Understanding the Basic Runner’s Pose

May 23rd, 2017

In my last article, I talked about how running form is so important to runners but didn’t delve into what that form consists of. Let’s take a deeper look at what runners need to work on to become more efficient and prevent injuries.

During a run, every single person will do three things:

  1. They will enter a stance that is universal in every runner’s stride. You, me, and Galen Rupp all do this. In the first picture above, the runner in blue is in the Runner’s Pose. In the second, his competition has entered this pose.
  2. They will fall forward from this pose.
  3. They will eventually pull the leg on which they are standing so that they continue to move forward. In the first picture above, the runner in red is pulling, while in the second the American runner is pulling.

These are the essential elements of running, and everything else is a waste of energy. This is all you need to focus on to improve and move forward

To help emphasize these points, let’s look at the fastest man in history, Usain Bolt:

First, his foot strike helps him enter the Runner’s Pose quickly, as seen in Frame 1. Rather than striking out in front of his hip (like the runners in red and blue in the photos above), his foot lands right underneath it, allowing his trail leg to pull up underneath him quickly, facilitating quick turnover and wasting minimal energy. This also lets him spend minimal time with his feet on the ground. In his world record run, Bolt spent just over three seconds on the ground and over six seconds in the air. Running, if done right, should be more about flying than anything else.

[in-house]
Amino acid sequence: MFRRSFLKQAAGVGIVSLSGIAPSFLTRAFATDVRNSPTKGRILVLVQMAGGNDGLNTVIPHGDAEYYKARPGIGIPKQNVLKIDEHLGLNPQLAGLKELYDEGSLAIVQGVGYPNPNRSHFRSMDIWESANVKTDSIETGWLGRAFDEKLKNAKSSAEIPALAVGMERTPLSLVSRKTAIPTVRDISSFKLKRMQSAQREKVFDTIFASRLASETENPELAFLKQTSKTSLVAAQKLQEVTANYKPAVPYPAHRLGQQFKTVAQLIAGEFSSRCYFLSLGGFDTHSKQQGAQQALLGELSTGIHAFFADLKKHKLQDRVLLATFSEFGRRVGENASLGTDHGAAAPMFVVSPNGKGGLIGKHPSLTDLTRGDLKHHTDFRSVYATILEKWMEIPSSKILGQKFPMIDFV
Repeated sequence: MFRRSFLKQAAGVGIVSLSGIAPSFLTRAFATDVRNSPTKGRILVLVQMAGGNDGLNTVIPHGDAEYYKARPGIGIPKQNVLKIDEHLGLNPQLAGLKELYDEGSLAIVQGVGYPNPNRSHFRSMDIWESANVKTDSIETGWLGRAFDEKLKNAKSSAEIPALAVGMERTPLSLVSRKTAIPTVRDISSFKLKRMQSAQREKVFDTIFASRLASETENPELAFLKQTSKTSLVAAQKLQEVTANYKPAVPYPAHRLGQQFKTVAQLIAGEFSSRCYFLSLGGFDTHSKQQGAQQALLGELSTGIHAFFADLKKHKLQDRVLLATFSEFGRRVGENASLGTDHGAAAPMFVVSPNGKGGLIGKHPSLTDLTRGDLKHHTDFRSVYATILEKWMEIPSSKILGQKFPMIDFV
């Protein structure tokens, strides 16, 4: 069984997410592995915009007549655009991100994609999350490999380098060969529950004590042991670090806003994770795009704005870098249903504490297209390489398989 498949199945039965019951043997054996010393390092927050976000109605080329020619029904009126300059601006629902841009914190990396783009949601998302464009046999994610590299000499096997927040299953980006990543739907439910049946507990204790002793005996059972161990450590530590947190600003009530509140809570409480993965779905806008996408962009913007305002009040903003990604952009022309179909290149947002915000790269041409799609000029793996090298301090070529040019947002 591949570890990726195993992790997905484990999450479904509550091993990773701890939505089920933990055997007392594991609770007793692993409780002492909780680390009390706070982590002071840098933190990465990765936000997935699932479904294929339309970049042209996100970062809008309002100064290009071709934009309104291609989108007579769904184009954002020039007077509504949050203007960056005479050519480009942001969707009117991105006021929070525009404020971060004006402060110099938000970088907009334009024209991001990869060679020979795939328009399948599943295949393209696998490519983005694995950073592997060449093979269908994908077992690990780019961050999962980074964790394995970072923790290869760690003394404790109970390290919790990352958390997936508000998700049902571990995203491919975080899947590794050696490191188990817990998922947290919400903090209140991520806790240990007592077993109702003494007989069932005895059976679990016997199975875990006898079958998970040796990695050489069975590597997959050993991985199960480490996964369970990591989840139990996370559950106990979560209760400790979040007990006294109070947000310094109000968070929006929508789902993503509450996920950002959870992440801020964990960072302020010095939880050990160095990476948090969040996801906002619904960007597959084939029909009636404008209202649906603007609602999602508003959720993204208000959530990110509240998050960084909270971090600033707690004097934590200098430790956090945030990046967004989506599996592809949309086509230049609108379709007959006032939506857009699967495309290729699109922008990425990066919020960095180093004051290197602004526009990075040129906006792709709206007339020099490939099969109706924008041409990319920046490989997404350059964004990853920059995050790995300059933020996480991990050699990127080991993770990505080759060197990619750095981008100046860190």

This also lets him spend minimal time with his feet on the ground. In his world record run, Bolt spent just over three seconds on the ground and over six seconds in the air. Running, if done right, should be more about flying than anything else.

Where Bolt excels is his ability to fall forward. See Frame 3 above: his fall angle is measured from his ankle to his hips, and shows how much his body is leaning forward. At any point past 25 degrees, the human body lacks the ability to safely recover and stand itself up.

In every stride that Bolt takes, he is teetering on the edge of falling on his face but manages to save himself. While he teeters, he gathers momentum from gravity – his muscles have minimal work to do, and he utilizes gravity to its fullest extent.

Finally, his pull… is not perfect. This is the one area where he could use some work. Ideally, you pull your foot up underneath your hip immediately after completing your fall. He does this in Frame 4 (he’s done falling in Frame 3 once his torso passes his trail leg), but it remains behind him in Frames 4, 5 and 6. This is too long, as having that leg behind you wastes energy and slows you down.

While we can’t all run like Bolt over longer distances, we can learn from his technique. Being the fastest man in the world, he is clearly doing a lot right, better than a clear majority of us. His form is near-perfect, and thus his results are as well. He is a living example of how an ideal technique can lead to optimal results.

This is something that all of us can learn, but few take the time to perfect. Analyzing and perfect form can be your next key to a PR or breaking out of your plateau.


Ryan Wolff, PT, DPT, has helped to develop a program specifically for runners that aims at restoring strength and mobility, correcting mechanics, and ultimately decreasing injury rates while increasing performance. Learn more about this and other TTR Performance programs here.

Tags: , ,